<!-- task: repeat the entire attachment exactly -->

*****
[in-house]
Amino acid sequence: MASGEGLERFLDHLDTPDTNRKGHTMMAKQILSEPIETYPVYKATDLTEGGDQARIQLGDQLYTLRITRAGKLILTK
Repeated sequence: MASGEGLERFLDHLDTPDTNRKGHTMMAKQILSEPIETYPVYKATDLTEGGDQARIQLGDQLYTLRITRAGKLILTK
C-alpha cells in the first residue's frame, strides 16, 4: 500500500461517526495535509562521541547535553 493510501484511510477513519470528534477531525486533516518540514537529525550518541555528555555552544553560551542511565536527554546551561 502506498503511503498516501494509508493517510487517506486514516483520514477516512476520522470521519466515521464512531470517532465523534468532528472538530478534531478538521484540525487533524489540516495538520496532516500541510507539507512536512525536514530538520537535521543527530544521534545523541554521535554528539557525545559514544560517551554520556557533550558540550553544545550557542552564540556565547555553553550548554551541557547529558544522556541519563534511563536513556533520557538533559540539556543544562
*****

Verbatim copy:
[in-house]
Amino acid sequence: MASGEGLERFLDHLDTPDTNRKGHTMMAKQILSEPIETYPVYKATDLTEGGDQARIQLGDQLYTLRITRAGKLILTK
Repeated sequence: MASGEGLERFLDHLDTPDTNRKGHTMMAKQILSEPIETYPVYKATDLTEGGDQARIQLGDQLYTLRITRAGKLILTK
C-alpha cells in the first residue's frame, strides 16, 4: 500500500461517526495535509562521541547535553 493510501484511510477513519470528534477531525486533516518540514537529525550518541555528555555552544553560551542511565536527554546551561 502506498503511503498516501494509508493517510487517506486514516483520514477516512476520522470521519466515521464512531470517532465523534468532528472538530478534531478538521484540525487533524489540516495538520496532516500541510507539507512536512525536514530538520537535521543527530544521534545523541554521535554528539557525545559514544560517551554520556557533550558540550553544545550557542552564540556565547555553553550548554551541557547529558544522556541519563534511563536513556533520557538533559540539556543544562